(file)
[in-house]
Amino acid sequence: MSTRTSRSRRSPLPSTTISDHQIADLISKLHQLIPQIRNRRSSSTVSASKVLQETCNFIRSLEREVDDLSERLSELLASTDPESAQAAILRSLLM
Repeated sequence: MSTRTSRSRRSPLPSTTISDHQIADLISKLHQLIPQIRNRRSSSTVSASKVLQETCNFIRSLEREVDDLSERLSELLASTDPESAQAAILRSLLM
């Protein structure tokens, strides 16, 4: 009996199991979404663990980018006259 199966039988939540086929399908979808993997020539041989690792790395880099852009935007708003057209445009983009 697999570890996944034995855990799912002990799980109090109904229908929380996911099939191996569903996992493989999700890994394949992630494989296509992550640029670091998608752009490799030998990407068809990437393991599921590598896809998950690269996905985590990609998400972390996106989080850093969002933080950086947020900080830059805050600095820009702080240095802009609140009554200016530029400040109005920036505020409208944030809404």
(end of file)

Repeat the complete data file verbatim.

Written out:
[in-house]
Amino acid sequence: MSTRTSRSRRSPLPSTTISDHQIADLISKLHQLIPQIRNRRSSSTVSASKVLQETCNFIRSLEREVDDLSERLSELLASTDPESAQAAILRSLLM
Repeated sequence: MSTRTSRSRRSPLPSTTISDHQIADLISKLHQLIPQIRNRRSSSTVSASKVLQETCNFIRSLEREVDDLSERLSELLASTDPESAQAAILRSLLM
């Protein structure tokens, strides 16, 4: 009996199991979404663990980018006259 199966039988939540086929399908979808993997020539041989690792790395880099852009935007708003057209445009983009 697999570890996944034995855990799912002990799980109090109904229908929380996911099939191996569903996992493989999700890994394949992630494989296509992550640029670091998608752009490799030998990407068809990437393991599921590598896809998950690269996905985590990609998400972390996106989080850093969002933080950086947020900080830059805050600095820009702080240095802009609140009554200016530029400040109005920036505020409208944030809404």